ArchDaily Editors Select 20 Amazing 21st Century Museums

In honor of  we’ve collected twenty fascinating museums well worth visiting again. In this round up you’ll find classics – such as Bernard Tschumi Architects New Acropolis Museum and Zaha Hadid Architects‘ MAXXI Museum - as well as lesser-known gems – such as Medieval Museum, the Natural History Museum of Utah by Ennead, and the Muritzeum by Wingårdhs. See all of our editors’ favorites after the break!

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The Atlanta BeltLine: From Student Thesis to Community Mobilizer

A parade passes through the Eastside Trail of the BeltLine, completed in October 2012. Image © Christopher T. Martin

An abandoned twenty-two mile stretch of derelict railroad and industrial sites used to be a thorn in the Atlanta community’s side. But with one student’s thesis proposal to redevelop these areas into a sustainable network connecting 45 mixed-use neighborhoods, public concern has since turned into excitement. To learn more about the ambitious project, head over to The Atlantic Cities here.

What Makes a City a City?

The presence of a cathedral meant St David’s in Pembrokeshire had city status with a population of around 2,000. Image Courtesy of Alamy

You probably use the word ‘city’ on a daily basis, but if put on the spot – could you give it a concise definition? Under the rule of Henry VIII, the title of city was given to virtually any settlement in the United Kingdom with a diocesan cathedral. Obviously, times have changed. For Robert Bevan’s thoughts on the title’s past and present meaning, read his article on The Guardian here.

Lost Opportunity? Norman Foster’s New York Public Library Renovation

Not gonna happen. Image Courtesy of dbox/Foster + Partners

As we mentioned a few days ago, Norman Foster’s controversial New York Public Library renovation was axed before the most current proposal was even revealed. While book worms rejoice over the victory, others are disappointed about the lost opportunity. To read about what could have been, head on over to New York Magazine and read Justin Davidson’s thoughts here.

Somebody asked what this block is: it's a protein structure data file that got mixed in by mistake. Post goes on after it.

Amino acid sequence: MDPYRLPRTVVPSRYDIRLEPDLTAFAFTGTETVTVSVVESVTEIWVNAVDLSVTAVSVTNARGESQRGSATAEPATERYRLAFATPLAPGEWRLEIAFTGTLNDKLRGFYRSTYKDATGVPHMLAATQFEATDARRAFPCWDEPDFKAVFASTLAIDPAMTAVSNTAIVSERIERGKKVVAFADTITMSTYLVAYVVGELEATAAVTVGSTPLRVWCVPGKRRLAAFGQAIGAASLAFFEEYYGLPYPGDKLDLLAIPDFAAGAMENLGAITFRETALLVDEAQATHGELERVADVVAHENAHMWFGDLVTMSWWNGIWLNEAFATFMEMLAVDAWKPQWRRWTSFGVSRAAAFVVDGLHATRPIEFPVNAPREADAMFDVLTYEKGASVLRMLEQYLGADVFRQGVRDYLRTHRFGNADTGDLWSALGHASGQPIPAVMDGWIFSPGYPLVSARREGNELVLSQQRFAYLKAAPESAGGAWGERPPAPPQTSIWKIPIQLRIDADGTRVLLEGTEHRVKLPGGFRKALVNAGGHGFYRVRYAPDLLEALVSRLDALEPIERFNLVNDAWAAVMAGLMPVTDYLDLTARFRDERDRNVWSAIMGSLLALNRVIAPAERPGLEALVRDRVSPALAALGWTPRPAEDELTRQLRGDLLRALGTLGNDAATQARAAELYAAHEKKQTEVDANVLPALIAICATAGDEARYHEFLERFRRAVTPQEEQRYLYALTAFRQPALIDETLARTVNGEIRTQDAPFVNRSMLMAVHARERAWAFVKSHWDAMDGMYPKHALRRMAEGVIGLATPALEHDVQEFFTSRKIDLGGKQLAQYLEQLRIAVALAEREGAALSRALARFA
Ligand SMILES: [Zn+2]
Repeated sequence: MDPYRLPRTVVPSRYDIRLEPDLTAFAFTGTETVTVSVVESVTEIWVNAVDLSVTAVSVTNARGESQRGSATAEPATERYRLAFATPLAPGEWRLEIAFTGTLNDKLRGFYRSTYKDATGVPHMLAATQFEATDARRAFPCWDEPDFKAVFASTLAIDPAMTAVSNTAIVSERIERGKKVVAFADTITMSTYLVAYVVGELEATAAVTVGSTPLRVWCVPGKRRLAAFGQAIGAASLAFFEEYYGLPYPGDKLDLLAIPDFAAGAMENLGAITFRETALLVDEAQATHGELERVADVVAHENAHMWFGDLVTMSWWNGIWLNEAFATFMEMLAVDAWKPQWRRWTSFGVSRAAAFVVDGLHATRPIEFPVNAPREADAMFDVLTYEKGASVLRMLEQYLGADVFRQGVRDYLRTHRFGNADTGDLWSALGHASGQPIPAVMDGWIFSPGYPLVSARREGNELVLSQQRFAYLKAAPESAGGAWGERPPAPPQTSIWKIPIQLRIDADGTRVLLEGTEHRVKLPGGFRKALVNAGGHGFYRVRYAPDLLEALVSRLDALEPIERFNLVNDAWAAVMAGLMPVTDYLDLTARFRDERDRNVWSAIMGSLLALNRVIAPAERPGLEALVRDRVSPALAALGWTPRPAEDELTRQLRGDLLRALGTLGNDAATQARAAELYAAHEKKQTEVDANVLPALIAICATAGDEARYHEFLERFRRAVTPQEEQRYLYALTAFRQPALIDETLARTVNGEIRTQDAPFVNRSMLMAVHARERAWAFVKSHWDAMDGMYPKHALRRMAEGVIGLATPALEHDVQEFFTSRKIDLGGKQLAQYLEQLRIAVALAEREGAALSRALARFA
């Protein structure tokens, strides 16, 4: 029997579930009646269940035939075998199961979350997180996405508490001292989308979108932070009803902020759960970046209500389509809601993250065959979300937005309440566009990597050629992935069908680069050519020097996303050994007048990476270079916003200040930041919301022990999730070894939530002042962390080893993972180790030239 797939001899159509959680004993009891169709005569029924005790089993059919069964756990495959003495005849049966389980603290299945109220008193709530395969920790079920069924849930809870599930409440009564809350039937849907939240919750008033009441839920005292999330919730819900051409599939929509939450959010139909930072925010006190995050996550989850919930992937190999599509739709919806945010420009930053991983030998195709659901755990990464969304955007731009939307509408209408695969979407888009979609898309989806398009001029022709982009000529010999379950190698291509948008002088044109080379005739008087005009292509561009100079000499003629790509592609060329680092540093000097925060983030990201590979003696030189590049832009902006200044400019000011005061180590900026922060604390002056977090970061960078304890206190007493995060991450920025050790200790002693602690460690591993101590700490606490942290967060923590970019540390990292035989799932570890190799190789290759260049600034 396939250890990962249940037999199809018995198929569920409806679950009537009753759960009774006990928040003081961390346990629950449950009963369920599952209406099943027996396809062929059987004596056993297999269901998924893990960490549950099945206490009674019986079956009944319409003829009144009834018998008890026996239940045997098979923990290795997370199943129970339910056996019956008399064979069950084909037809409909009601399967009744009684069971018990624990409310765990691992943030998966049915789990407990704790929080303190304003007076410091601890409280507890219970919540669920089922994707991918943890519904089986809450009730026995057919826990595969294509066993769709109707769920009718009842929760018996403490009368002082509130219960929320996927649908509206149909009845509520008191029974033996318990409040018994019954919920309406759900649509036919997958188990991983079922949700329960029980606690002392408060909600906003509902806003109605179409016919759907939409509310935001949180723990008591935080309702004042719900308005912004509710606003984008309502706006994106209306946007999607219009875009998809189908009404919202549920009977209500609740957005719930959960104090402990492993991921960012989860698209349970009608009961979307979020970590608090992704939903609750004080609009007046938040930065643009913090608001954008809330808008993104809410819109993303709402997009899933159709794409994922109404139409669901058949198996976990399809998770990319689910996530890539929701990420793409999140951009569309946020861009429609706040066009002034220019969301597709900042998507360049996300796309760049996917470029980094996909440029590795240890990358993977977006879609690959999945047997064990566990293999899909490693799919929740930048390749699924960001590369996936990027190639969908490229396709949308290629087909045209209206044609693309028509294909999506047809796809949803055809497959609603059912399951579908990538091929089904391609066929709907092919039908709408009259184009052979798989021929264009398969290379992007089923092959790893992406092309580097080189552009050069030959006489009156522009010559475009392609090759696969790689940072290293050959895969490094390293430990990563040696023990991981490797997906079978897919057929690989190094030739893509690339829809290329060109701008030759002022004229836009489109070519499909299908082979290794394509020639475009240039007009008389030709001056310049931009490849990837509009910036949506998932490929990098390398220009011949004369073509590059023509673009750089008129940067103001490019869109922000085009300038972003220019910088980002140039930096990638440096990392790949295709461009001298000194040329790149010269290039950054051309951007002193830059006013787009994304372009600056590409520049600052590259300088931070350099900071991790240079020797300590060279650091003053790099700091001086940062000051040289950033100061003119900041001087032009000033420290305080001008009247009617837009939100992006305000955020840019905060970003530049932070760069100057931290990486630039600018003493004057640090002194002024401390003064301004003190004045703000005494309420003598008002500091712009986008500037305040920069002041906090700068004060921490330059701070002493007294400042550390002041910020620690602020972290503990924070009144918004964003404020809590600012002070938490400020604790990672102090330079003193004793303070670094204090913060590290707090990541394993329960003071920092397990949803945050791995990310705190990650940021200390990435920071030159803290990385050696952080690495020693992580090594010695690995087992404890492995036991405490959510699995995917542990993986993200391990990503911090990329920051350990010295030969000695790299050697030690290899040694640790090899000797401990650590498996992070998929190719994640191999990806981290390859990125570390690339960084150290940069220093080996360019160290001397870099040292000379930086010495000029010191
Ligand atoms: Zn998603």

Win a Free Full Pass to the 2014 AIA National Convention from reThink Wood

Dewitt-Chestnut Apartments. Image © Hedrich Blessing via

UPDATE: Submissions are now closed. We will contact the winner in the week.

Next month, the AIA National Convention is coming to Chicago – bringing together the best and brightest building professionals to network, and learn about growing trends in the architecture industry. If you haven’t booked your ticket already, here is a chance to attend the event free of charge!

reThink Wood is offering a full pre-paid pass to the National Convention ($945 value) to one lucky ArchDaily reader. The winner will also be able to meet with architects on site that are passionate about innovative design with wood in mid-rise, and even high-rise projects.

To win, just answer the following question in the comments section before May 21 12:00PM EST: What architect(s) are doing the most interesting work with wood today?

More on reThink Wood at the AIA, after the break. 

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Toomath’s Legacy: Defining Modern New Zealand Architecture

Toomath House, view of the Oriental Bay. Image Courtesy of Simon Devitt

“What makes us New Zealanders different from, say, Australians?” , the late modernist architect, asked himself this question at the onset of his career. In this article published by the Australian Design Review, Jack Davies takes a look at Toomath’s work and how he helped define architecture. To keep reading, click here.

“Every Building is a Social Critique” – Polshek Describes His Oeuvre in Latest Book

Polshek’s memorable design for the Rose Center for Earth and Space (2000) at the American Museum of Natural History in New York. Image Courtesy of Timothy Hursley

While architects don’t always see the connection between politics, social constructs, and architecture, considers the three indivisible. In an interview on Metropolis Magazine about his newly released book Build, Memory, he describes how this belief launched his career 65 years ago. To learn more about Polshek’s approach to architecture and the publication, click here.

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Europe Day 2014: A Roundup of EU Architecture

© Georges Fessy